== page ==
Fear of missing out. It’s that internal compulsion to attend a party we don’t really want to go to, or to hang out with friends for a little longer than you really should. It’s the sense of panic we feel when we see a pic of all of our friends together, laughing, or a long thread on a meme that reveals the worst news possible: you’ve missed out. Big time. They’ll be laughing about those jokes for years to come (or so we tell ourselves).

A quick Google search shows that people have been writing articles about FOMO and anxiety for a few years now, which means that it’s practically ancient news. But don’t worry! Since we are so good at devising ways to be anxious, we have found a new thing to worry about.


Ladies and gentlemen, FOPM is the new FOMO. Admittedly, it doesn’t really roll off the tongue quite as nicely. So what’s responsible for this new clumsy acronym? Well, current research is starting to show that a predominant fear in this emerging generation is a life of passionless monotony. That’s right. Fear of Passionless Monotony, where the worst possible thing in life is being locked into a repetitive or boring career that doesn’t engage the heart (why bother, right!?). Boomers and Gen Xers wanted to “settle down”, have a family, and one stable career that would support said family. Millenials and Gen Z, on the other hand, desperately want to keep their options open. It seems Millenials are always talking about side hustles and their four-hour workweek so they can retire at the ripe old age of 35 or 40 and move to Bali with no responsibilities.

The idea of “settling down” makes many of us uncomfortable. Even those of us who desire to be married and have kids still seem to long for adventure or a thrill. We don’t want stability to detract from passion, and making an impact.

The antidote to a boring life

What if I told you that I know a way to make sure you can have it all? Just kidding, no one can “have it all.” But we can have an exciting life that is not dependant on our career or lack thereof. Our eternal job at Starbucks (despite having a PhD) doesn’t have to be depressing. Being either underqualified or overqualified for literally everything in life doesn’t have to feel like a trap. The answer is not a side hustle. Well, I guess it kind of is. The answer is Jesus. Make Jesus your side hustle and your life will never be boring. Here’s how:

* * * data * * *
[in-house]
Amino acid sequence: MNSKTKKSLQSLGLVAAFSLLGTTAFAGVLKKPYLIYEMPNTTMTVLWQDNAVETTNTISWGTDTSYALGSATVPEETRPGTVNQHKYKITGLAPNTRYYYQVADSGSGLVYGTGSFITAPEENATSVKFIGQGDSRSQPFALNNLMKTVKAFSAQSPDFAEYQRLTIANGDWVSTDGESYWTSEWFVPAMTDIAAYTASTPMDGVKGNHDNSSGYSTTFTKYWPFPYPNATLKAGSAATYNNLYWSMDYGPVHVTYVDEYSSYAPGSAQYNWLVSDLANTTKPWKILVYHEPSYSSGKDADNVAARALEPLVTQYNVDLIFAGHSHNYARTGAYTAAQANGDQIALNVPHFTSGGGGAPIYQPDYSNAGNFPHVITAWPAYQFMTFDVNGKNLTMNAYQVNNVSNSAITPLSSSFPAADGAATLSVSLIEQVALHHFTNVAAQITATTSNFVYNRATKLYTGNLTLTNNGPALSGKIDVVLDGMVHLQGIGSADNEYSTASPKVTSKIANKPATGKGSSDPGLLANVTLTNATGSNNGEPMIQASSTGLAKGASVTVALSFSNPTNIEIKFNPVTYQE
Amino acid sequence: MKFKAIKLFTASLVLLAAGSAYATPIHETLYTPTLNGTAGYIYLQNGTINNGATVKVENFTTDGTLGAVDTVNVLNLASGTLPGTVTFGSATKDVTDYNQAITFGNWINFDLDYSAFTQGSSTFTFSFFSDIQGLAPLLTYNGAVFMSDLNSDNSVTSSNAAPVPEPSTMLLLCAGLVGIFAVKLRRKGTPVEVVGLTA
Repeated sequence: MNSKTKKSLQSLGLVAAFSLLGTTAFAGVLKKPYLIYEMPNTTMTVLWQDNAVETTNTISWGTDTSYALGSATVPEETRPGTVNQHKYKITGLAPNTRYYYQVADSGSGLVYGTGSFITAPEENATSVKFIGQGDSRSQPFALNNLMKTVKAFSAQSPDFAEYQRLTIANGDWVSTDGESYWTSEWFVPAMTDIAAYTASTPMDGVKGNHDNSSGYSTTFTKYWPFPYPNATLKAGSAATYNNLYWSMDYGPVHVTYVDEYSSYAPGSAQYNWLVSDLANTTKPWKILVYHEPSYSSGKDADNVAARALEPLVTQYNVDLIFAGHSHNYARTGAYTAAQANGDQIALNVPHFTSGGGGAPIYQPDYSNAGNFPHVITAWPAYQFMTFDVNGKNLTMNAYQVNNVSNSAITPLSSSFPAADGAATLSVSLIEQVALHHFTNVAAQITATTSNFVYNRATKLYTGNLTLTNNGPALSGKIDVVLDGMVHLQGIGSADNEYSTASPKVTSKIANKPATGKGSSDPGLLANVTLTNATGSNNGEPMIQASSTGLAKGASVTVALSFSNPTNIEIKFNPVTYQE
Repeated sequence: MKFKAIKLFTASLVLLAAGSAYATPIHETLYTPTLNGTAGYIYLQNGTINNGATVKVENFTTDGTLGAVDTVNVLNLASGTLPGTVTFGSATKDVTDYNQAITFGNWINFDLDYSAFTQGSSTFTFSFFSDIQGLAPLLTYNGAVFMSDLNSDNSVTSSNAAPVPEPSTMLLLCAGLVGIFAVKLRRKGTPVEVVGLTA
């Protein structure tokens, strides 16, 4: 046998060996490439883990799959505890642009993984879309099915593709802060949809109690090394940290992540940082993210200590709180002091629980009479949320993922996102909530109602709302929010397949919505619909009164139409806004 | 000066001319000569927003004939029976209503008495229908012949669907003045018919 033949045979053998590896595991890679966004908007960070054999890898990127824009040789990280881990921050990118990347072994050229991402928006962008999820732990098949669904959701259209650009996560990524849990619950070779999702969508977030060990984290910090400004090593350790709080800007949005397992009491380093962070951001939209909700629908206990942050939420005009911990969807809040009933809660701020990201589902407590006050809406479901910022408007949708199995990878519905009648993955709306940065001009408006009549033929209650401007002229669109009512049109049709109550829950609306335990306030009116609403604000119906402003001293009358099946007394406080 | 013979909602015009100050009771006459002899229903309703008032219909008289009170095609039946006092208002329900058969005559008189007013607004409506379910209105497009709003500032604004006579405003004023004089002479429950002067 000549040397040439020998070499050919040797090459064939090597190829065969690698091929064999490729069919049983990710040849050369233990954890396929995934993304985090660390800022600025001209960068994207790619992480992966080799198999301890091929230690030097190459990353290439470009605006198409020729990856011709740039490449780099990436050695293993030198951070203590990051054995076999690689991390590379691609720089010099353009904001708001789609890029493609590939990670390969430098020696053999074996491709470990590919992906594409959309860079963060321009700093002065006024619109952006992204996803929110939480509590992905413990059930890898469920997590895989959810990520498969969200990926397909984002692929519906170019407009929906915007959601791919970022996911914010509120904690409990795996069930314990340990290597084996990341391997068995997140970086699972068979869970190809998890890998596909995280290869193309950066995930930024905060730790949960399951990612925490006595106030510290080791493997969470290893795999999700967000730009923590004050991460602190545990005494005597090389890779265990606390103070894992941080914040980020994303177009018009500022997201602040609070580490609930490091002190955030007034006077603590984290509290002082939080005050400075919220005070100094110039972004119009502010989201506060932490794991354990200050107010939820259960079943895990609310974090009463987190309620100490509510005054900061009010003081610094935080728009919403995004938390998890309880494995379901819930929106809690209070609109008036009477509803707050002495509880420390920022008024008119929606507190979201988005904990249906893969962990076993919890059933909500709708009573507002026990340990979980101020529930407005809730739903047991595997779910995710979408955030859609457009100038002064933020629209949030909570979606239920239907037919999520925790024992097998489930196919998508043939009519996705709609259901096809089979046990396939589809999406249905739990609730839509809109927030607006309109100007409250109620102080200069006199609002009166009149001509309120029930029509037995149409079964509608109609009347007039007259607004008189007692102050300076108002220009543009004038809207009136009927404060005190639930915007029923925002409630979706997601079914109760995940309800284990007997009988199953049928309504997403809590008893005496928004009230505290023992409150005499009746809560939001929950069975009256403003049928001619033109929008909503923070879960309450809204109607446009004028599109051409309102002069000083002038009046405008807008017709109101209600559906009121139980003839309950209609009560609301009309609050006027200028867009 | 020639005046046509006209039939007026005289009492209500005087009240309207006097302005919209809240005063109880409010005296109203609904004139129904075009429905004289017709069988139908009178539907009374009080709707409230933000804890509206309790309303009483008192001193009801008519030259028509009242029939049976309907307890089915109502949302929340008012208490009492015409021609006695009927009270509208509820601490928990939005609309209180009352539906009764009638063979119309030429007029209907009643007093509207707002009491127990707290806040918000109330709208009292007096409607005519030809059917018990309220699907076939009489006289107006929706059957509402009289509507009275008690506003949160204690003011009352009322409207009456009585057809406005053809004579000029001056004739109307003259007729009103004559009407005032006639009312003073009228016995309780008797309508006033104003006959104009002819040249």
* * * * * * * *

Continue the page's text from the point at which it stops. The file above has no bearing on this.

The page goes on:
• Read your Bible a ton. Get creative how you read it. Try Inductive Bible Studies, Book studies, the Bible in a Year plans, Bible in 90 days plans, small group studies to learn in community.
  • Keep taking steps of faith. Exercise your faith muscle regularly by doing evangelism, praying faith-stretching prayers, inviting God to challenge and change you, and in continually partnering with the Spirit.
  • Dig deep in Church community. Community is another way we are sharpened and challenged. Just like walking across campus behind a group of really slow people, there’s nothing quite like community to test our patience and show us our need for Christ. It’s also a place where we can learn to grow in vulnerability, create a safe space for others, and learn to love in a new way.

If you choose to live your life each day chasing hard after Jesus, submitting your mind to Christ, and walk by faith instead of fear you will not be bored. You will not feel trapped by monotony because you will hear the voice of God calling you deeper, challenging your personal idols, and ripping the ugly bits off of you like a surprise wax job.

There is nothing boring about it.

A little painful? You bet. Exciting, certainly! Monotonous, perhaps, at times. But passionless? Well, I can’t guarantee that if you follow my three steps you will never lack passion. I can pretty much guarantee that it will not be terribly monotonous.

Do you want to be someone who is guided by fear or by faith?

I know what I want. It’s why I’ve been hanging around these people at P2C For 12 years: they help keep me focused on faith.

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About the Author

Jess Versteeg

Jess has worked for over a decade in Montreal in various roles on and off-campuses in both French and English. She’s currently a mentor and writer.

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